IMS Inc. is a 15-year-old company with 70 employees serving more than 15,000 diverse merchants: a successful venture by most any measure. But rather than sit complacently on its laurels, the company decided to combine the wisdom of experience with the spark of imagination to take the business to new heights.
With a fresh vision clearly defined, the IMS executive team recently revitalized the company, emphasizing the following elements:
To top it off, the company adopted a new tag line, "Beyond the transaction," to reflect its invigorating transformation.
"One of the problems with the industry today is that it is so transaction driven," said Bryce Gartner, IMS Chief Marketing Officer. "It tends to be a grab two, lose one environment. We want to move the industry forward; 10 to 1 is a much better ratio. We know we won't keep every customer, of course, but if we build on this model, we will see much longer-term relationships with our merchants."
Don Smith, IMS President and Chief Executive Officer, said the way to realize the company's vision is to live its tag line. "We don't just want to make deals; we want to create a better experience for the merchant and the sales agent," he said. "It's pretty simple, really. Our team has a lot of experience and a lot of success behind it."
IMS considers itself its merchants' partner with a vested interest in each one's success. "We strive to keep it simple; deliver funds fast, securely and accurately; and answer questions quickly," Smith said.
"We put ourselves in our customer's place. How would you feel if you were a merchant trying to help a customer, and your payment processing wasn't working? Pretty helpless. We don't want our merchants to feel that way." Smith said being open about IMS' business practices is another way to fulfill the promise of the company's tag line. "We have a level of transparency here that I don't believe exists in the market today," he said.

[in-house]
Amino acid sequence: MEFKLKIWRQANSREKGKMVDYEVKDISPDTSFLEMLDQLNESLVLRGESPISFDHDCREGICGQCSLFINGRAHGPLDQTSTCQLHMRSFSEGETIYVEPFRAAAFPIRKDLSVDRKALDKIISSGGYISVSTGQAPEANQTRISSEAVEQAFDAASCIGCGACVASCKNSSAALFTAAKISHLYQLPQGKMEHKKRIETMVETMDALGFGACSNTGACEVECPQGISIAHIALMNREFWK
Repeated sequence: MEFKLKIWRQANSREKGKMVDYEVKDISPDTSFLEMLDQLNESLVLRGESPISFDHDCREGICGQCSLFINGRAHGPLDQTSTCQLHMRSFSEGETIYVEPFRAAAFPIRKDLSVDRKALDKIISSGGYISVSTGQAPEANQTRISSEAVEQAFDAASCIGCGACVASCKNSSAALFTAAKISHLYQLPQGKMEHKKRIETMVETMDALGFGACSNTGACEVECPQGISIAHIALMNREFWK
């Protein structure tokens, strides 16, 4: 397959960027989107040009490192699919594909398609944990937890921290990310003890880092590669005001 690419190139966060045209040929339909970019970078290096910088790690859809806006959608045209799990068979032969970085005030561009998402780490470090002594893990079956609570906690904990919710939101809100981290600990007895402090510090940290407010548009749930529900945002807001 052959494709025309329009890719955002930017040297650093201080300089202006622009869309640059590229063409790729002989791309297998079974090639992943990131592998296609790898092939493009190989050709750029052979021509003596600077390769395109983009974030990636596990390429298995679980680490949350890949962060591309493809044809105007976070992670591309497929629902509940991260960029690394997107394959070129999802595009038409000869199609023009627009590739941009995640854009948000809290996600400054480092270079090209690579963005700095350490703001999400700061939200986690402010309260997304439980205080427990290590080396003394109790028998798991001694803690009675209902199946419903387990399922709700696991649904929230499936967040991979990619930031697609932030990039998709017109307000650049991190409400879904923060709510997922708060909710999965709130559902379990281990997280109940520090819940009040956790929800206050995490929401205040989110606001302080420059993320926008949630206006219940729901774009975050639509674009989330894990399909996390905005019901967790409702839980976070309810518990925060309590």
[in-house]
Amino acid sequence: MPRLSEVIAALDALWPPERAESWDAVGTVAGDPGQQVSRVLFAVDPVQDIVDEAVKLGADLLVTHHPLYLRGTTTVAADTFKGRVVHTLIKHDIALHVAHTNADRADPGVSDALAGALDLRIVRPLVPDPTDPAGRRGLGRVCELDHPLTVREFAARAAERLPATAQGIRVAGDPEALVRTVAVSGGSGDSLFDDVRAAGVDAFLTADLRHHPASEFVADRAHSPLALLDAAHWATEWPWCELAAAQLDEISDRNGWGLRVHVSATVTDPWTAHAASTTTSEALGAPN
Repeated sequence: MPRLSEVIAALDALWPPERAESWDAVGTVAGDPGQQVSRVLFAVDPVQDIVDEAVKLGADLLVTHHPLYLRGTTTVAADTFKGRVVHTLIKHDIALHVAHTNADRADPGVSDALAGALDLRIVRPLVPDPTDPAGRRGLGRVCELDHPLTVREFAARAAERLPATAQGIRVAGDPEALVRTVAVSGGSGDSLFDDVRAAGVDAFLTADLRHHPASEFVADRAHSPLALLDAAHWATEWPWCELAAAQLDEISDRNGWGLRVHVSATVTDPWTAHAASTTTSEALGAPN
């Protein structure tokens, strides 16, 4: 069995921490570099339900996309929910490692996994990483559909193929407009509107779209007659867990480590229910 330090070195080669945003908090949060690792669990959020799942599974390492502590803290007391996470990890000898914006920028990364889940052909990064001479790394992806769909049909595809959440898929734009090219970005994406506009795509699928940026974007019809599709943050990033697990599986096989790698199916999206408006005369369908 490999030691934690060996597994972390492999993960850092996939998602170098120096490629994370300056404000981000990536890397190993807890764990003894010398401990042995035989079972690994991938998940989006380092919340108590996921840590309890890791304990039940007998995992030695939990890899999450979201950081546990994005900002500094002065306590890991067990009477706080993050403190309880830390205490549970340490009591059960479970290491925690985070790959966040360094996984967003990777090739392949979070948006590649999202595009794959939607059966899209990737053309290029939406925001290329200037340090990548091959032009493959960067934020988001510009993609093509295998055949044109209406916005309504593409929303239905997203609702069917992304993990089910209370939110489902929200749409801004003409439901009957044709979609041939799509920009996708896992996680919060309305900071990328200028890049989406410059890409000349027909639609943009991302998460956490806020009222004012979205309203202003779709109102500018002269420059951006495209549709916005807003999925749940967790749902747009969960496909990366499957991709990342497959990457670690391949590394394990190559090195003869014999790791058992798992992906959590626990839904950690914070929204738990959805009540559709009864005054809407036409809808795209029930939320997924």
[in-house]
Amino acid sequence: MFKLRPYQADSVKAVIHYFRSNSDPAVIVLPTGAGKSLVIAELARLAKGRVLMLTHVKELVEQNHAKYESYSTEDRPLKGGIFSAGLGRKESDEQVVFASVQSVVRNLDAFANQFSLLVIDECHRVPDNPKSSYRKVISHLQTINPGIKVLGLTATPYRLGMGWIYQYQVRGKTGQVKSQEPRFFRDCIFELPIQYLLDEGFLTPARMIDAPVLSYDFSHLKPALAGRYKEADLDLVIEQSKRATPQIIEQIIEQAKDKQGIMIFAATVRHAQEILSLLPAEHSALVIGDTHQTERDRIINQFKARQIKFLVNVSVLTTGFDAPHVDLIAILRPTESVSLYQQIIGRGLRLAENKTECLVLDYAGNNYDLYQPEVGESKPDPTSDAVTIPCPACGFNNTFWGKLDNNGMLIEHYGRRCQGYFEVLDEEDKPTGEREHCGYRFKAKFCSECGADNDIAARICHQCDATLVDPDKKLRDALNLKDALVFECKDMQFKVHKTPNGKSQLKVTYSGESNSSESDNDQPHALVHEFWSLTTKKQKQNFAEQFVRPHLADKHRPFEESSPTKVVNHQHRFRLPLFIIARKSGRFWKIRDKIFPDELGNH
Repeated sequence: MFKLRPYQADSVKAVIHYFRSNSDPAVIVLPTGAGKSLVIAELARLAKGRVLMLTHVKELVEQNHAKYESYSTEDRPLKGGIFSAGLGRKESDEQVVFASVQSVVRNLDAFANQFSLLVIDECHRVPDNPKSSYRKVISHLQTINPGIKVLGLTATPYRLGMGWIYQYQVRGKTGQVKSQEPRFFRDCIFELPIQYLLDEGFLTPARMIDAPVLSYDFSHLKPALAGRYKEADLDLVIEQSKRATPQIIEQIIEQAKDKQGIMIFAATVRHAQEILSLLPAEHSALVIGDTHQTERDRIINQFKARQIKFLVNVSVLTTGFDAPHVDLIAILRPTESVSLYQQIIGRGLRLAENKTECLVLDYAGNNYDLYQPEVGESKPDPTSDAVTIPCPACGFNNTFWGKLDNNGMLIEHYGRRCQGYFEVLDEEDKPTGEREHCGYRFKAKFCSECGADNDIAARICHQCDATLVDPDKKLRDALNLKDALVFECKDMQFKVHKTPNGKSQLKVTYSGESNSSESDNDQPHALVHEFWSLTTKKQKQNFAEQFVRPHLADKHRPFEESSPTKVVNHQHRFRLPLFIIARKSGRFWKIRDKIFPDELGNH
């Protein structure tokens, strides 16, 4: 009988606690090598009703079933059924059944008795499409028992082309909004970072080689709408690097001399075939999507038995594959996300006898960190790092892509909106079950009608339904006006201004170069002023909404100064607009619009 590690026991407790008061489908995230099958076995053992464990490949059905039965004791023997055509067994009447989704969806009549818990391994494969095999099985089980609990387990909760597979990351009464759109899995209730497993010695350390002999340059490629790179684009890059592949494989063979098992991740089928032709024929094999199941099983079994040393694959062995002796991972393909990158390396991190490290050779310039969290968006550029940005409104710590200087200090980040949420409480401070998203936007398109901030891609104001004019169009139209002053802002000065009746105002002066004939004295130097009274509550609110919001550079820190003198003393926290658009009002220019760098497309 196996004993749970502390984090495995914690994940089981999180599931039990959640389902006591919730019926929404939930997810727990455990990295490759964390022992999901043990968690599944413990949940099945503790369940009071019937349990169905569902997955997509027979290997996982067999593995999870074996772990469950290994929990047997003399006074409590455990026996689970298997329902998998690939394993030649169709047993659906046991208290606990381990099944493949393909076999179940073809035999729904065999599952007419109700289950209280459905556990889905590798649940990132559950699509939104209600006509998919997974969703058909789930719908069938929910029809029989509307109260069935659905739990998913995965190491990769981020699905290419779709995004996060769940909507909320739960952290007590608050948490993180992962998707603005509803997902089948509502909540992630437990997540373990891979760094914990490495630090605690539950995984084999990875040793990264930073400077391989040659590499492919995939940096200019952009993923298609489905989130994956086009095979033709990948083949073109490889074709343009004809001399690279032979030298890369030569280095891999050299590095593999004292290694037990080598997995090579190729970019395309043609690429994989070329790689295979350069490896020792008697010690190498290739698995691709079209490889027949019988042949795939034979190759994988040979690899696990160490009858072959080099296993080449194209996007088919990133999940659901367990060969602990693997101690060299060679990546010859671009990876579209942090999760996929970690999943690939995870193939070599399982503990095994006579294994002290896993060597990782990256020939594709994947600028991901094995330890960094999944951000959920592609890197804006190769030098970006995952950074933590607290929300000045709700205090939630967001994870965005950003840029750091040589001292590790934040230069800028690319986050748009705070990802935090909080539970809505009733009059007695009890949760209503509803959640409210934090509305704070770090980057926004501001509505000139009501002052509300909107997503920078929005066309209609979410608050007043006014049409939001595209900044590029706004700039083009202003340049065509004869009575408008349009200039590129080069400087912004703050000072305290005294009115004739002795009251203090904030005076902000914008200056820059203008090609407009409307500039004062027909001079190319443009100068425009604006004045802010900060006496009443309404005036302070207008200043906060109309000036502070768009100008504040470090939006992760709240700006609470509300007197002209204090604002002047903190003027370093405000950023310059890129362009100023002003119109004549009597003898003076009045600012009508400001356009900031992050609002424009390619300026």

He noted that IMS discloses exactly what its actual costs are and how much partners will be paid. Partners can track online revenues, expenses, merchant application status and so forth to determine the amount of revenue they are due at any given time. Smith pointed out that the company designed its merchant application process to be straightforward. "We've never given away a free terminal, and we never will," he said. "Our founder, Chris Kazor, said that 'if it's free, you've set the value, and the value is zero.' People know that nothing is really free, and we won't pretend it is when it's not."
Technology investment is another area that will help IMS embody its tag line, Smith noted, adding that IMS wants to challenge the domestic industry to lead the world in payment processing.
Smith believes the United States is lagging behind other countries in mobile, pay-at-the-table and contactless solutions, and consumer adoption of payment technologies is accelerating faster than the industry is moving.